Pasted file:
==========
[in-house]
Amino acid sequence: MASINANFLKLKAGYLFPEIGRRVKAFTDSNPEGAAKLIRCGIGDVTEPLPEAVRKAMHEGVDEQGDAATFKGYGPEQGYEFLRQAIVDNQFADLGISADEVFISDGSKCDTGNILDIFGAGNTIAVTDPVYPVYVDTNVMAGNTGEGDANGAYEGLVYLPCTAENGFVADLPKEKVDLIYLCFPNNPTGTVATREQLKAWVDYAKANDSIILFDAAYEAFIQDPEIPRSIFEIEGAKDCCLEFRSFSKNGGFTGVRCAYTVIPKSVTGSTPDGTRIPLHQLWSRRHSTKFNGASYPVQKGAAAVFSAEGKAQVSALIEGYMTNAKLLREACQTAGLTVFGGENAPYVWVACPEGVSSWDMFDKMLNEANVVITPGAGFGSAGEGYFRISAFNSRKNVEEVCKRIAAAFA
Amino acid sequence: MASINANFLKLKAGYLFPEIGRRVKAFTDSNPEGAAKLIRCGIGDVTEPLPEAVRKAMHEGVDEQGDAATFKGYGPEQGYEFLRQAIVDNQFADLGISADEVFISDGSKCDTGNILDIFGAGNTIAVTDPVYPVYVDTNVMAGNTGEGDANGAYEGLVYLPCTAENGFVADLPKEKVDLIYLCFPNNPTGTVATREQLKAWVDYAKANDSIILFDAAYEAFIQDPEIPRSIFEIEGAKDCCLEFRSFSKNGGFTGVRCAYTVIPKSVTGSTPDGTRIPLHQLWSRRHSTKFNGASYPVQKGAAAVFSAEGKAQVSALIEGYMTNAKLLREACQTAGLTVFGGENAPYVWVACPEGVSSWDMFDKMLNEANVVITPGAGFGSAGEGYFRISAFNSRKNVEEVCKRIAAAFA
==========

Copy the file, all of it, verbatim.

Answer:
[in-house]
Amino acid sequence: MASINANFLKLKAGYLFPEIGRRVKAFTDSNPEGAAKLIRCGIGDVTEPLPEAVRKAMHEGVDEQGDAATFKGYGPEQGYEFLRQAIVDNQFADLGISADEVFISDGSKCDTGNILDIFGAGNTIAVTDPVYPVYVDTNVMAGNTGEGDANGAYEGLVYLPCTAENGFVADLPKEKVDLIYLCFPNNPTGTVATREQLKAWVDYAKANDSIILFDAAYEAFIQDPEIPRSIFEIEGAKDCCLEFRSFSKNGGFTGVRCAYTVIPKSVTGSTPDGTRIPLHQLWSRRHSTKFNGASYPVQKGAAAVFSAEGKAQVSALIEGYMTNAKLLREACQTAGLTVFGGENAPYVWVACPEGVSSWDMFDKMLNEANVVITPGAGFGSAGEGYFRISAFNSRKNVEEVCKRIAAAFA
Amino acid sequence: MASINANFLKLKAGYLFPEIGRRVKAFTDSNPEGAAKLIRCGIGDVTEPLPEAVRKAMHEGVDEQGDAATFKGYGPEQGYEFLRQAIVDNQFADLGISADEVFISDGSKCDTGNILDIFGAGNTIAVTDPVYPVYVDTNVMAGNTGEGDANGAYEGLVYLPCTAENGFVADLPKEKVDLIYLCFPNNPTGTVATREQLKAWVDYAKANDSIILFDAAYEAFIQDPEIPRSIFEIEGAKDCCLEFRSFSKNGGFTGVRCAYTVIPKSVTGSTPDGTRIPLHQLWSRRHSTKFNGASYPVQKGAAAVFSAEGKAQVSALIEGYMTNAKLLREACQTAGLTVFGGENAPYVWVACPEGVSSWDMFDKMLNEANVVITPGAGFGSAGEGYFRISAFNSRKNVEEVCKRIAAAFA